Your 2014 Stanley Cup Champion: The Los Angeles Kings

After watching the best postseason run I have witnessed in my moderately short life, it is clear that this Kings team is special.  They possess an almost indefinable quality that allowed them to persevere through a historically arduous 26 games.  A three game losing streak to start the playoffs, followed by three road game 7 wins against arguably three of the top six teams in the league, with the Kings being one of the other three, and a deceptively easy Stanley Cup Finals has been the path this team followed on their way to their second Stanley Cup in three years.

When Dean Lombardi was hired back in 2006, he looked to instill a culture within the organization, starting from the net and working out.  It seems his vision has come to fruition as the Kings are an organization that has every member buying into a possession-based, defense-first style of play.  They are a team who is greater than the sum of its parts, something that cannot be said about many other very talented teams.  The Sharks and Penguins are the first that come to mind.  Outside of the intangibles, they also have depth that cannot be matched, a world class goaltender, one of the best defensemen in the league, one of the best centers, and almost every pivotal player is under the age of 30.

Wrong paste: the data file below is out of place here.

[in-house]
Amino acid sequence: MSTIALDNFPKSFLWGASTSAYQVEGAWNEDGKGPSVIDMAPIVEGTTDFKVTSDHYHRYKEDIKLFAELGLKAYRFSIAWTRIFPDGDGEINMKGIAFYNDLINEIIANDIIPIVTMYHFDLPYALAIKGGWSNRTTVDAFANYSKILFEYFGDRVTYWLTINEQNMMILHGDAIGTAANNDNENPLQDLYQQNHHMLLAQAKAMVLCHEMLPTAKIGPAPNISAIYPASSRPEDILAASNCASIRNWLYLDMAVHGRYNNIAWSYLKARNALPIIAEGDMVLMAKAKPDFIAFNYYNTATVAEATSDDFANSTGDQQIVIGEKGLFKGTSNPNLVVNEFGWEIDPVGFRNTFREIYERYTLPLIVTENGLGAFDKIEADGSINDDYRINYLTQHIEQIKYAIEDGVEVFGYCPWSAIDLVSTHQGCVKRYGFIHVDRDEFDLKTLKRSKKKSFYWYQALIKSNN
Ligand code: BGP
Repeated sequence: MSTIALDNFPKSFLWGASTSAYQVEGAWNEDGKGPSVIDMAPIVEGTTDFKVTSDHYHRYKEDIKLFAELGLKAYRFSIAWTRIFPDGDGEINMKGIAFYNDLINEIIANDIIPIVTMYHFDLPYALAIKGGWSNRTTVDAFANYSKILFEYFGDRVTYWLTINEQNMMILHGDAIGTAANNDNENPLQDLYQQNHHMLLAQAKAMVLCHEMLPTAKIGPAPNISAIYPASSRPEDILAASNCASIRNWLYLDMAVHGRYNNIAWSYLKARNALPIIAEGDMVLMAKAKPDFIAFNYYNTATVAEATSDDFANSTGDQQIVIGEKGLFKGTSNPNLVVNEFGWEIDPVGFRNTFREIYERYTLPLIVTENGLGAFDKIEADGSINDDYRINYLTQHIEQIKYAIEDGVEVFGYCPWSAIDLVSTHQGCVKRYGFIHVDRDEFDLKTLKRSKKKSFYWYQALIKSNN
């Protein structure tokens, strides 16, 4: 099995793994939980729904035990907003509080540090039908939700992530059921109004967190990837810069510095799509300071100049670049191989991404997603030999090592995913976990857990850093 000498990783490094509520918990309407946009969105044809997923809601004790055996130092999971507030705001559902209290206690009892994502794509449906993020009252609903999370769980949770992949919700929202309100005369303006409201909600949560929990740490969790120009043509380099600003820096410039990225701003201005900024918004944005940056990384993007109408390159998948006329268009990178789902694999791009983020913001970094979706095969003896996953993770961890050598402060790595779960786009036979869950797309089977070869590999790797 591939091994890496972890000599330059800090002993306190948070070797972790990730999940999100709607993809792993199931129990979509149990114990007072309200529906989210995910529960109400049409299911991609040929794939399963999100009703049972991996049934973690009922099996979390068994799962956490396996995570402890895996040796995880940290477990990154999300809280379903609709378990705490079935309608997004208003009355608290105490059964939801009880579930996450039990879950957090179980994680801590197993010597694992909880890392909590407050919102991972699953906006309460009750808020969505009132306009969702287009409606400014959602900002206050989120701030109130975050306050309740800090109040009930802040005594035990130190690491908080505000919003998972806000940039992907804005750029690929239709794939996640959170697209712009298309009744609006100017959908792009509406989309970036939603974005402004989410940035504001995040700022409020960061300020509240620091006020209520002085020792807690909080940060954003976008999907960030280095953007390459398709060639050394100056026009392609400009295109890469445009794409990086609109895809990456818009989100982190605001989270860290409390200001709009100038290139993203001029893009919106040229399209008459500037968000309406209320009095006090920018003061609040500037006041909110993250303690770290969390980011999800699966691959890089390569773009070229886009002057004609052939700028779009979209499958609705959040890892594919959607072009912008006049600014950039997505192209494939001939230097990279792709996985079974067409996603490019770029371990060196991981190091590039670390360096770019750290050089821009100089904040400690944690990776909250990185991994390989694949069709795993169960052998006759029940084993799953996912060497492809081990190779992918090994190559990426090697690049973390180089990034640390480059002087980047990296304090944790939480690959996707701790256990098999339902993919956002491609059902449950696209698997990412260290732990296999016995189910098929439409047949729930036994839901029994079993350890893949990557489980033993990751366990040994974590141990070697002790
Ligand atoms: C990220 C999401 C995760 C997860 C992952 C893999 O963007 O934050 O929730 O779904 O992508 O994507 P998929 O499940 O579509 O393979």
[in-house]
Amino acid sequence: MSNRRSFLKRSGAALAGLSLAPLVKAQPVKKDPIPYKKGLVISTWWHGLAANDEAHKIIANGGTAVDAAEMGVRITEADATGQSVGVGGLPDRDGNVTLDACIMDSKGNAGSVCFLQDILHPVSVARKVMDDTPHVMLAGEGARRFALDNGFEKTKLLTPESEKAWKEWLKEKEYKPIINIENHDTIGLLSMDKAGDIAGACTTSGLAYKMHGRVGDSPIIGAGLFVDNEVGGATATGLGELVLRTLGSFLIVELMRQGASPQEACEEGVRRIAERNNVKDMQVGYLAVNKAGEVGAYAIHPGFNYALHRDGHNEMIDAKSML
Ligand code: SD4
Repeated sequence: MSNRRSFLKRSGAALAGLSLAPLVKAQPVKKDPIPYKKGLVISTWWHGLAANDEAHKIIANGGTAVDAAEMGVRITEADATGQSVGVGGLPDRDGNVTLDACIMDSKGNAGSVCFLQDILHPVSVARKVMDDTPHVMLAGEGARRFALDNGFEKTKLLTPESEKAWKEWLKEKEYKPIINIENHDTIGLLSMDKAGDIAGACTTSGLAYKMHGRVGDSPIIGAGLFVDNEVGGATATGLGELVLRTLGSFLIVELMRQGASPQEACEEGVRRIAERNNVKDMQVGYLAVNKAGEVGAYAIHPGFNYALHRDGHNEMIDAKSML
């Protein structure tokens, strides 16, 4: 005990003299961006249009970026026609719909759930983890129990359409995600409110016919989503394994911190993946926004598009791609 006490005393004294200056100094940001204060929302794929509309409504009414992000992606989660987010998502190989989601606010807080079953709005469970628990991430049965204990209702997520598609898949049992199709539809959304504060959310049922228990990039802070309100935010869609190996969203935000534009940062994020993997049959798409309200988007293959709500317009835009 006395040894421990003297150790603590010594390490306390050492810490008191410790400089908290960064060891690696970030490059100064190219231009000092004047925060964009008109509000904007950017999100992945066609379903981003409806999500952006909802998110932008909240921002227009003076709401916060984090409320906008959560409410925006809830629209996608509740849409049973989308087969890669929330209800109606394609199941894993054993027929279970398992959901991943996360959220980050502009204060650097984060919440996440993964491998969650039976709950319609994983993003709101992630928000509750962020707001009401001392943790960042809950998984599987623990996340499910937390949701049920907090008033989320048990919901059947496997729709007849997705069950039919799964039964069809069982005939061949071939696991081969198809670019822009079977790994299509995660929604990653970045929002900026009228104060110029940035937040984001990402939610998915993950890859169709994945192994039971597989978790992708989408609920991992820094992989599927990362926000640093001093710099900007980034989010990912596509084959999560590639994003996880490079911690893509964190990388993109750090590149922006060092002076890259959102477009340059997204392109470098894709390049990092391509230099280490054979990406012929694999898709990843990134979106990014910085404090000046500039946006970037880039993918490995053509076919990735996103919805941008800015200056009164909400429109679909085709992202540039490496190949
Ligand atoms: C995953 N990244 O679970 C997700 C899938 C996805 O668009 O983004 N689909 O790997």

As it seems to be the blueprint for champions, I too will start from the net and work my way out.  Jonathan Quick was drafted 72nd overall in 2005.  He was supposed to be a stand-in until Jonathan Bernier developed enough to become the starting goalie.  However, his explosiveness, flexibility, and mental fortitude have turned Quick into one of the most feared goaltenders in the league.  He was underwhelming in these playoffs, especially if you compare him to the 2012 playoff version of himself, but he made saves when it mattered the most.  Many critics claimed that the Kings were winning in spite of Quick, but if Quick doesn’t make the incredible glove save on Marleau in Game 7 against the Sharks, I’m not so sure the Kings win that game. Game 3 against the Rangers was certainly his most impressive,  turning away 32 shots for the shutout and stripping the Rangers of almost all hope they had of winning the cup.  He repeatedly made saves that robbed opponents of the belief that they could win at the times when it mattered most, completely swaying the momentum of games with one flash of his glove or acrobatic dive to the side, making Quick just as instrumental in this Stanley Cup run as any of the players in front of him.